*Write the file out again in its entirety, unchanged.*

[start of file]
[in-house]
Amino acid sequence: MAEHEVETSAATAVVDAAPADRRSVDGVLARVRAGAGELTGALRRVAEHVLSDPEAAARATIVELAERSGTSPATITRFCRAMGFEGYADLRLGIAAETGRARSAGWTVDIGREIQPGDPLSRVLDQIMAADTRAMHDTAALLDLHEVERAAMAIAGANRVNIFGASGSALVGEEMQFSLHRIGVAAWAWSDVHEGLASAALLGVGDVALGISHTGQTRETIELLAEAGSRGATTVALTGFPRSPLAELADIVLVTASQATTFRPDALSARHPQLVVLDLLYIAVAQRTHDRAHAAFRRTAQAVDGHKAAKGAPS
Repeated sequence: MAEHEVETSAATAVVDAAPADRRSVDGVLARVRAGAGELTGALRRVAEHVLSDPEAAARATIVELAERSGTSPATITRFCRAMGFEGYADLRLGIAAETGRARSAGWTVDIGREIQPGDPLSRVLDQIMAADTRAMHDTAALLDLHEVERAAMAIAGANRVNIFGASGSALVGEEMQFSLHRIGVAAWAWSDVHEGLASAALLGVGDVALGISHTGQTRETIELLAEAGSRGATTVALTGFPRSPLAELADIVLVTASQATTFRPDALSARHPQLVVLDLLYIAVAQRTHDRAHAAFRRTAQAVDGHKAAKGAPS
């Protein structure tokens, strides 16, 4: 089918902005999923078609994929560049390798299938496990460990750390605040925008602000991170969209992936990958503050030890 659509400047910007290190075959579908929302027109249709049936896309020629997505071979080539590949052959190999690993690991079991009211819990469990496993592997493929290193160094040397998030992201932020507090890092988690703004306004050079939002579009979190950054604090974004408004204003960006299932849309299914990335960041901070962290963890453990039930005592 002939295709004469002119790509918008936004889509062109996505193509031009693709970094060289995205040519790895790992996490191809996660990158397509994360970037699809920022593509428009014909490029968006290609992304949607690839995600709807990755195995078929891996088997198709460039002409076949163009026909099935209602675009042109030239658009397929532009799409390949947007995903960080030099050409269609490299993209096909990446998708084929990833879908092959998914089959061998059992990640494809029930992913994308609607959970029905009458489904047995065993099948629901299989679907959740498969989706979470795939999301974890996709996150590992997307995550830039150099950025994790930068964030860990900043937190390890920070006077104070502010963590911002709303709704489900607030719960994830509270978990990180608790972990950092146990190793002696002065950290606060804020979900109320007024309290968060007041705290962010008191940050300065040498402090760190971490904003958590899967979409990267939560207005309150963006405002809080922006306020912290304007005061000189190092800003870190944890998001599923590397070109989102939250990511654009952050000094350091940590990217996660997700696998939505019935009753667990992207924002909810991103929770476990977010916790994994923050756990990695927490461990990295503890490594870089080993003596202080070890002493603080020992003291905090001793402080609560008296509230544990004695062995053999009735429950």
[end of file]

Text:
[in-house]
Amino acid sequence: MAEHEVETSAATAVVDAAPADRRSVDGVLARVRAGAGELTGALRRVAEHVLSDPEAAARATIVELAERSGTSPATITRFCRAMGFEGYADLRLGIAAETGRARSAGWTVDIGREIQPGDPLSRVLDQIMAADTRAMHDTAALLDLHEVERAAMAIAGANRVNIFGASGSALVGEEMQFSLHRIGVAAWAWSDVHEGLASAALLGVGDVALGISHTGQTRETIELLAEAGSRGATTVALTGFPRSPLAELADIVLVTASQATTFRPDALSARHPQLVVLDLLYIAVAQRTHDRAHAAFRRTAQAVDGHKAAKGAPS
Repeated sequence: MAEHEVETSAATAVVDAAPADRRSVDGVLARVRAGAGELTGALRRVAEHVLSDPEAAARATIVELAERSGTSPATITRFCRAMGFEGYADLRLGIAAETGRARSAGWTVDIGREIQPGDPLSRVLDQIMAADTRAMHDTAALLDLHEVERAAMAIAGANRVNIFGASGSALVGEEMQFSLHRIGVAAWAWSDVHEGLASAALLGVGDVALGISHTGQTRETIELLAEAGSRGATTVALTGFPRSPLAELADIVLVTASQATTFRPDALSARHPQLVVLDLLYIAVAQRTHDRAHAAFRRTAQAVDGHKAAKGAPS
């Protein structure tokens, strides 16, 4: 089918902005999923078609994929560049390798299938496990460990750390605040925008602000991170969209992936990958503050030890 659509400047910007290190075959579908929302027109249709049936896309020629997505071979080539590949052959190999690993690991079991009211819990469990496993592997493929290193160094040397998030992201932020507090890092988690703004306004050079939002579009979190950054604090974004408004204003960006299932849309299914990335960041901070962290963890453990039930005592 002939295709004469002119790509918008936004889509062109996505193509031009693709970094060289995205040519790895790992996490191809996660990158397509994360970037699809920022593509428009014909490029968006290609992304949607690839995600709807990755195995078929891996088997198709460039002409076949163009026909099935209602675009042109030239658009397929532009799409390949947007995903960080030099050409269609490299993209096909990446998708084929990833879908092959998914089959061998059992990640494809029930992913994308609607959970029905009458489904047995065993099948629901299989679907959740498969989706979470795939999301974890996709996150590992997307995550830039150099950025994790930068964030860990900043937190390890920070006077104070502010963590911002709303709704489900607030719960994830509270978990990180608790972990950092146990190793002696002065950290606060804020979900109320007024309290968060007041705290962010008191940050300065040498402090760190971490904003958590899967979409990267939560207005309150963006405002809080922006306020912290304007005061000189190092800003870190944890998001599923590397070109989102939250990511654009952050000094350091940590990217996660997700696998939505019935009753667990992207924002909810991103929770476990977010916790994994923050756990990695927490461990990295503890490594870089080993003596202080070890002493603080020992003291905090001793402080609560008296509230544990004695062995053999009735429950």